Sarah Menkedick ò 2 Review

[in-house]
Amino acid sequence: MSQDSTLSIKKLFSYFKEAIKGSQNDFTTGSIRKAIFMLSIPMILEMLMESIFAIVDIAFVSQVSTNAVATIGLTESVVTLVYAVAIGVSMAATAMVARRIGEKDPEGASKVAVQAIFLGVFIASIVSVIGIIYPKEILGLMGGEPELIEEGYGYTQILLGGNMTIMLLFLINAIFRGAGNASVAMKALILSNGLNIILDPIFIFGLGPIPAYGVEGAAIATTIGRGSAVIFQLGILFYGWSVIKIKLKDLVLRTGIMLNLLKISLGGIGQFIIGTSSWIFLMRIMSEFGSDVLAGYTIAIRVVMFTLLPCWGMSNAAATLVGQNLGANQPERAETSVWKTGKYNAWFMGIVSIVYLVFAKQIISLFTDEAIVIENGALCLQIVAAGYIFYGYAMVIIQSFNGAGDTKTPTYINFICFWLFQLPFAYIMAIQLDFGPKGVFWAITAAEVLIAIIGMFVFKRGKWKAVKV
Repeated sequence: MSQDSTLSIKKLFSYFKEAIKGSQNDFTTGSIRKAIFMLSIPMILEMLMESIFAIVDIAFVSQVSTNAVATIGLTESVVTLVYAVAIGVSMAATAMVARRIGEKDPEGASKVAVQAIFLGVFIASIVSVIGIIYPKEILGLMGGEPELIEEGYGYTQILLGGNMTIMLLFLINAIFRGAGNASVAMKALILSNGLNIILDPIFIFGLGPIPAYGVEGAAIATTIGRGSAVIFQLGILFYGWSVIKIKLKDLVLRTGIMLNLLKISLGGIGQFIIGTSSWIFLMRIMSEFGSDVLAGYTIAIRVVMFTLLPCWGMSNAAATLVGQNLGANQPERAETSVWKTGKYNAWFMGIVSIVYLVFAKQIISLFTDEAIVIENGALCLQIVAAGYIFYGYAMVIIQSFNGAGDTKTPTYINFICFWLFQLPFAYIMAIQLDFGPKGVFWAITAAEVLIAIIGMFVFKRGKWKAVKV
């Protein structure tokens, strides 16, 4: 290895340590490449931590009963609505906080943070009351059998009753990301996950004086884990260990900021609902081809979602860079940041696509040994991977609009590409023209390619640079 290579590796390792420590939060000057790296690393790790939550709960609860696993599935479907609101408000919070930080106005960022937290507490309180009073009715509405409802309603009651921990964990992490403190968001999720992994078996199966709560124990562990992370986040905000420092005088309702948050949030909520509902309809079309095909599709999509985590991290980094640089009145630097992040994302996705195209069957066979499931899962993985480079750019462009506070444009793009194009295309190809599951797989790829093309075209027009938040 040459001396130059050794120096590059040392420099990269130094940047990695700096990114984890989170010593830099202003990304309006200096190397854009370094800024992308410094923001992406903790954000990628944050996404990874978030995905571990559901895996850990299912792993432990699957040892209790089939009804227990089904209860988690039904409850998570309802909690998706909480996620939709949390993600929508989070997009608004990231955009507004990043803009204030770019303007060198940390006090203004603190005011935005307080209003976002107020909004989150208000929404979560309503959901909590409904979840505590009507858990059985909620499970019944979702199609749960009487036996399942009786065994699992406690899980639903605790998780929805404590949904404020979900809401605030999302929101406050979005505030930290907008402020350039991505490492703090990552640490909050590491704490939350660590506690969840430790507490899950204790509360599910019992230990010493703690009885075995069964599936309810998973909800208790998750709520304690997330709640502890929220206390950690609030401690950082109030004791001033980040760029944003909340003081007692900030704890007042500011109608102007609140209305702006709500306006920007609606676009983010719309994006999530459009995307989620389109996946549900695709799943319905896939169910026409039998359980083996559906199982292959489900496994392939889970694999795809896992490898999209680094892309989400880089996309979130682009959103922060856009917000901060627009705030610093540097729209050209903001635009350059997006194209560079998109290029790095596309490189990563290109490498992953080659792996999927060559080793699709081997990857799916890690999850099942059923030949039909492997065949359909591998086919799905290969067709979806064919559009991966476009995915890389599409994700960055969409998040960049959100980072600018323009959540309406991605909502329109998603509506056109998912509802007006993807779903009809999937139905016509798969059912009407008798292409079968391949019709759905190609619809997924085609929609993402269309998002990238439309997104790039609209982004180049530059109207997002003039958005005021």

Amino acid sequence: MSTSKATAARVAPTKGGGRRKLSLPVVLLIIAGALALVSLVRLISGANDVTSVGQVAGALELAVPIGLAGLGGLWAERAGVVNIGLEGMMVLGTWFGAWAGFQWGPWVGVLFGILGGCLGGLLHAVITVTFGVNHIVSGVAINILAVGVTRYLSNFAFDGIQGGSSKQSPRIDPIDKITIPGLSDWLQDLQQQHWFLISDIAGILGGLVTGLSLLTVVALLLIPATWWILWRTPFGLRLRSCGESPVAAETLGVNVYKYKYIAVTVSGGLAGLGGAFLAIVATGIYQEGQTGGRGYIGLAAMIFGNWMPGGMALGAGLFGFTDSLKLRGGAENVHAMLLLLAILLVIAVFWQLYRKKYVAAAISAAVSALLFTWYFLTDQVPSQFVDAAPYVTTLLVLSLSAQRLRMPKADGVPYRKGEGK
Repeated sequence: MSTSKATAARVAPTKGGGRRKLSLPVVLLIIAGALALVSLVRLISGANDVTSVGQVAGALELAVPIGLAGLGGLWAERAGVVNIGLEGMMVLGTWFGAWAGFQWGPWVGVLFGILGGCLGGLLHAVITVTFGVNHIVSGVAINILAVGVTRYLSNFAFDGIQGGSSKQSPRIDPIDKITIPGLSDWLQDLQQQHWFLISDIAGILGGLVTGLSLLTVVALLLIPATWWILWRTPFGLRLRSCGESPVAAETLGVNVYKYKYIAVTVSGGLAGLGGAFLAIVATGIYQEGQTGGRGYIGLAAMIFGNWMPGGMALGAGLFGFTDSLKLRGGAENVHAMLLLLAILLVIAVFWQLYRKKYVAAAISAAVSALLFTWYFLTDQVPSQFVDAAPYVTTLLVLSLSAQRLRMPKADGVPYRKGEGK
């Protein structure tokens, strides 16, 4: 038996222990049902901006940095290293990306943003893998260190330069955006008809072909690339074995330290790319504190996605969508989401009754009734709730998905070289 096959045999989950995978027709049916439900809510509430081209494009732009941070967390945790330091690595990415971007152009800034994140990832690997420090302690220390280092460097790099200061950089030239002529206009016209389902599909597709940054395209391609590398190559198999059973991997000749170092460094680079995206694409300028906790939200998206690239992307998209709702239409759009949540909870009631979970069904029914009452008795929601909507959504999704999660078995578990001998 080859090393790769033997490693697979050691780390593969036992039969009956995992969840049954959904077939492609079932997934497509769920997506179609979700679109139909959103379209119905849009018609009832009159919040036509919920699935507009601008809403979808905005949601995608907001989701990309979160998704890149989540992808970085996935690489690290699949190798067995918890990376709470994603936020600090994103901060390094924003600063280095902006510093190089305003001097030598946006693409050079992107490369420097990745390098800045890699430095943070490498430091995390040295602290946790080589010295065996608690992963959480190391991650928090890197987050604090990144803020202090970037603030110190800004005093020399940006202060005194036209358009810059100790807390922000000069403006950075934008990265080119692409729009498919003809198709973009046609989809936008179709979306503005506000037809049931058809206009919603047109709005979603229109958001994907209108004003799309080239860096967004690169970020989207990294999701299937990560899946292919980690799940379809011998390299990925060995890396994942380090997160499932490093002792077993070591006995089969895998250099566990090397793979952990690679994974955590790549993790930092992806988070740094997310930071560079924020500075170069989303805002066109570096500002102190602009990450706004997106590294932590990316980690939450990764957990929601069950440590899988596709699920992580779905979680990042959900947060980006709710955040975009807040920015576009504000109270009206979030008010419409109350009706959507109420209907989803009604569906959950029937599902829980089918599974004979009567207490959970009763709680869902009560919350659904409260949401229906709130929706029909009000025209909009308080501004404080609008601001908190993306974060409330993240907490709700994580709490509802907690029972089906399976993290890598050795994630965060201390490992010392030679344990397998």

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Ordinary InsanityThis amazing book did than anything I ve ever read on motherhood to explain why I ve often felt so overwhelmed from day one as a mother despite the facts that 1 I always wanted to be a mother and 2 love my now 13 year old twins It also explained why so many other mothers of my generation act in what seem like crazily overprotective andor irrational waysThe roots of these things are complex We all now for example that maternal hormones make profound changes to a mother s body and brain But did you now that many of those changes are permanent And that if those changes are combined with a tendency toward anxiety depression andor OCD and the woman in uestion has no access to help or isn t believed when she says she needs it mothers can find themselves with crippling mental health issues long after the ill defined postpartum period endsBut biology is only one area that contributes to the epidemic of anxiety the author describes here Also at play psychology history and culture especially the patriarchal legacy of using motherhood as a pawn to eep women in their place The ideal mother in this world view is instantly keep women in their place The ideal mother in this world view is instantly and in love with her baby If she mourns her old life and self or doesn t feel happy and serene all the time she s deemed inadeuate or selfish at best and crazy at worst Even other women judge her The result for those of us who fall short of that ideal and I d wager that s most of us is some level of fearFear the debilitating and constant and I How Debuggers Work Algorithms Data Structures and Architecture know it s crazy but can t stopind of fear fear that walls off the world and imprisons the self in a frantic scramble for control fear that can never be satiated and that mimics care and love and intelligence so precisely it s impossible to recognize AS AN IMPOSTER IS THE LAST an imposter is the last taboo of American motherhood the author writes Fear has become the way American mothers police educate and define themselves It is the ritual with which they commemorate their transition to motherhood It is tightly baked into the historical strata beneath their everyday lives It is built into their very brains But they don t talk about itThe research here is impeccable It is also bolstered with personal stories the author s own and those of others including those of mothers of color who bear an especially heavy load given the cultural and institutional forces stacked against them Some of these stories are terrifying one brand new mother was institutionalized after circling the wrong answer about her mental state on a uestionnaire another s obstetrician suggested she end her pregnancy on learning she was a single mom There s also a lot of interesting history including a section on midwives in general. A groundbreaking exposé and diagnosis of the silent epidemic of fear afflicting mothers and a candid feminist deep dive into the culture science history and psychology of contemporary motherhood Fear among new mothers is a growing but largely unrecognized crisis In the months before and after birth countless women suffer from overwhelming feelings of fear grief or obsession that do not fall neatly within the outmoded category of postpartum depression These women are left isolated and captive fending for themselves with scarce resources for their. And in African American culture in particular and how their subordination to the medicalization of childbirth did women few favorsHow do we deal with this The norm in childbirth used to include death Menkedick writes That norm was met with interventions protocols development time energy We must establish norms of treatment and research and support norms of treatment and research and support intervention to counter the current norm of fearMy own postpartum issues mostly resolved when I finally started to get enough sleep after my husband and I hired a night nanny to come in twice a week and handle the twins so we could truly rest But we were lucky we had the money to pay for that out of pocket and that we really only needed her for about three months Not every family has that luxury If we truly value mothers and motherhood that ind of help along with counseling doulas and groups of mothers who can support one another should be the norm and it should be part of the medical protocol and insured services available to new mothersI recommend this book to anyone who has ever judged an anxious mom or been one herself That s probablyeverybody reading this Lots of interesting thoughts and information a many things are beautifully expressed although I found the book a bit uneven Some parts seemed to have only the loosest connection to the topic there wasn t much practical advice and as someone who didn t experience postpartum mental issues I wasn t a fan of her argument that they are because you care and they make you a caring person I also got tired of the crunchiness persistent distrust of the medical establishment glorification of home birth a lengthy discussion of the author weeping while burying her placenta at the foot of a tree in a special family ceremony etc I still Learned A Lot So I a lot so I it a worthwhile read I was excited to read this book after seeing a virtual author event with Sarah Menkedick hosted by Magic City Books in Tulsa She writes openly and with the backing of years of solid research to pull back the curtain that has long enshrouded motherhood in the US The content is heavy and definitely hit home for me personally It also holds encouragement for mothers who have been impacted by postpartum anxiety andor depression without any context or support for their experience It s eye opening and powerful I fully recommend it to anyone I ve had the opportunity to read an early version of this incredible book it is groundbreaking The author is looking at something people are only just becoming aware of the full range of perinatal mood and anxiety disor Within the first two chapters I couldn t stop exclaiming out loud how desperately necessary this book is Reading thi. Care and precious little time or support as they attempt to distinguish normal worry from debilitating anxiety This crippling state of madness though sometimes temporary is commonly left untreated and perhaps even dangerously treated as a taboo in our culture Drawing on extensive research countless interviews and the raw particulars of her own experience with anxiety writer and mother Sarah Menkedick gives us a comprehensive examination of the biology psychology history and societal conditions surrounding the crushing and life limiting fear that.